Picking a Thermal Color Palette

While thermal images may sometimes look like standard photographs, their vivid colors or contrasting grayscale details represent a very specific, very large data set of temperature information. Understanding what these colors and shades represent can help with detecting everything from a water leak to a missing person. 

Like any digital image, thermal images are made up of pixels. In thermal imaging, each individual pixel represents a specific temperature data point. These data points are assigned a unique color or shade based on their value, meaning that as the thermal sensor detects changes in heat energy, it will express this change by adjusting the color or shade of a pixel. 

Switching palettes changes the appearance of a scene and highlights key areas of a thermal image without altering any temperature data. Thermal palettes are largely a matter of user-preference, but different environments or situations might benefit from one palette over another. 

Here are the palette options you're likely to see: 


A favorite among thermographers, Ironbow is a general-purpose palette that quickly identifies thermal anomalies using color to show heat distribution and subtle details. Hot objects are shown in lighter, warm colors while colder objects are dark, cool colors.



Rainbow is similar to Ironbow with warm colors representing the hottest part of the image and cool colors representing the coldest parts, but adds more colors into the mix. It’s good for pinpointing objects in environments with minimal heat differences. 



Rainbow HC, or Rainbow High Contrast, does just what the name says: it adds more contrast to the image. This allows you to see more even detail compared to other palettes and spot subtle temperature differences. 



Identifying warm objects with a golden color and colder objects with shades of blue, the Arctic palette mixes the simple coloring of Ironbow with the low-contrast performance of Rainbow HC. Differing colors quickly detect heat sources while darker shading picks out slight temperature changes.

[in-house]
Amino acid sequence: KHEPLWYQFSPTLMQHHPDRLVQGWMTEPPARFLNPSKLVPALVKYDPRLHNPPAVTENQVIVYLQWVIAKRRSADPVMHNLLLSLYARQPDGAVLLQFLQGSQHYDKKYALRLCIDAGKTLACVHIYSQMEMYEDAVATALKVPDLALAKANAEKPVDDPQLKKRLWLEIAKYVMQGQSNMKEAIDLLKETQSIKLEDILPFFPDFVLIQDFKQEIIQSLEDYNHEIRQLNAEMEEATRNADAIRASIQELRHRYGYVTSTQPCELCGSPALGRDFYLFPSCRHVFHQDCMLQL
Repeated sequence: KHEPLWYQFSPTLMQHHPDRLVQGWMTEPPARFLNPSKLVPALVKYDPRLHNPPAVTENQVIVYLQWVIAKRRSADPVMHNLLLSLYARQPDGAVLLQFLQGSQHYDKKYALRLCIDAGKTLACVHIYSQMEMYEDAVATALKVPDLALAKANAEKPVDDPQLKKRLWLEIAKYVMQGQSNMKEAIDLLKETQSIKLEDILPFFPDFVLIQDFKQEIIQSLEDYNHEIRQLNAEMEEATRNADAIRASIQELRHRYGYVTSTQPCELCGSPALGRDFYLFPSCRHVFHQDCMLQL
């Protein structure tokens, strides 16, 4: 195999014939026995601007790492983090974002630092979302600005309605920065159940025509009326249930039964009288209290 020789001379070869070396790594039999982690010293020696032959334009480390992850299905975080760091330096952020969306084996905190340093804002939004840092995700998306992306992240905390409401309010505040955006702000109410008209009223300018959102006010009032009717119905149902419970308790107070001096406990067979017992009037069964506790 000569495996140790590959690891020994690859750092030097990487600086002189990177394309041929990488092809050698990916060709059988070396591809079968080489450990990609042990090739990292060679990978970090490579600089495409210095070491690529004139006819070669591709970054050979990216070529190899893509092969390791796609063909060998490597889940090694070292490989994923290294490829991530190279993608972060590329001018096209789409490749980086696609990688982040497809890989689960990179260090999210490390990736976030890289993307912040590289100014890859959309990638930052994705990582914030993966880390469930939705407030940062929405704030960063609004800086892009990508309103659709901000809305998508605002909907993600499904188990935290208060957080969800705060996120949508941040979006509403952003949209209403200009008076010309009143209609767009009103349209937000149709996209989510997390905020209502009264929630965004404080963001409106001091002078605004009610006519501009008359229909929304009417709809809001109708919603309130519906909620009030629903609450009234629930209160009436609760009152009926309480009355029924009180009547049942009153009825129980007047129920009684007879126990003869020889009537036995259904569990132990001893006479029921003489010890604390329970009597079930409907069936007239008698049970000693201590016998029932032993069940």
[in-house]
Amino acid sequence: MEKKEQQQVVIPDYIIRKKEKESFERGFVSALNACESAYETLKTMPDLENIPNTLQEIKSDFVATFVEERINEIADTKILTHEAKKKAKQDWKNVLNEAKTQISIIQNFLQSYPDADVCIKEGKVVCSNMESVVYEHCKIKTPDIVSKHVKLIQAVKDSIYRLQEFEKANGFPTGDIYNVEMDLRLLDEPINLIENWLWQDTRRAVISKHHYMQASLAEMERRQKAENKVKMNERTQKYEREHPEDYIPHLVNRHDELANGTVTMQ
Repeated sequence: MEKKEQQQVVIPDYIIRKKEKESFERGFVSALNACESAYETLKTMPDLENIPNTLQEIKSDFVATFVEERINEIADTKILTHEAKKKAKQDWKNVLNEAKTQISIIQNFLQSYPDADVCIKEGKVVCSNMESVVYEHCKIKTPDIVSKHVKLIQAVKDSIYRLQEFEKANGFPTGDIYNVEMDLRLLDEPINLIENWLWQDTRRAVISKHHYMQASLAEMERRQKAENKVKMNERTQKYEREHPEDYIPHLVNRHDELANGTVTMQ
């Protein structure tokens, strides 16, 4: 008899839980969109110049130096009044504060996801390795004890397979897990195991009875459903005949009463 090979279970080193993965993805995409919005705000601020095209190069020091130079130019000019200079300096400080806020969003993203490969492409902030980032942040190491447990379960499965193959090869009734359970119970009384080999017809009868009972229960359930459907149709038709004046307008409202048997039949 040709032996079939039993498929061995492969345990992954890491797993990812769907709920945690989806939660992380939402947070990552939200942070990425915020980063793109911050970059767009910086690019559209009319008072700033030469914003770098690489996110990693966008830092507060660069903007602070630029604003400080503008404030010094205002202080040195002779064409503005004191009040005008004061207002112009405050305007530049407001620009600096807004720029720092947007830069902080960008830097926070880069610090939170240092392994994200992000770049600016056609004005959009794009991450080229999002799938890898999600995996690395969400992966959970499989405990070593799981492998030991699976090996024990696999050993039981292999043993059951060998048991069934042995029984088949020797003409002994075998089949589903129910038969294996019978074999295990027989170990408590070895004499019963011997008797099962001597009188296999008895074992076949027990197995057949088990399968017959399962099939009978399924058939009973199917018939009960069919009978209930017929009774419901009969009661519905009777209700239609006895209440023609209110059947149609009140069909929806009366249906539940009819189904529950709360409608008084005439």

Similar to Ironbow and Arctic, Lava displays hot objects and warm colors and colder objects in blue. It’s another good option for quickly capturing body heat and other details in low-contrast environments. 



The most commonly used palette across the board, White Hot displays warmer objects in white and cooler objects in black. Grayscale palettes offer simplicity for scenes with a wide temperature span and generate images with realistic details. The versatility of White Hot makes it appealing for use in shifting landscapes and urban areas.



Black Hot is the inverted version of White Hot, displaying warmer objects as black and cooler objects as white. A favorite among law enforcement and hunters, Black Hot displays body heat in a clear, lifelike image.



Isotherms are bright colors — usually red, yellow, or blue — that highlight certain temperature ranges in a grayscale image. These ranges can be set by the operator, or might be pre-set in the camera. Industrial thermographers use isotherms to alert them to hot equipment operating outside of safe limits or cold areas that might indicate a water leak, while firefighters use them to find the hottest areas of the fire.


InstAlert on the Scout series or the Graded Fire palette on the Scion series are examples of pre-set isotherms.


Each user views and interprets thermal images differently. The simplicity of White Hot may not provide enough detail for some applications, while the high contrast of Rainbow HC might be too busy for some use-cases. Getting hands-on experience with each available palette is the best way to make informed decisions in the field or when generating a report.

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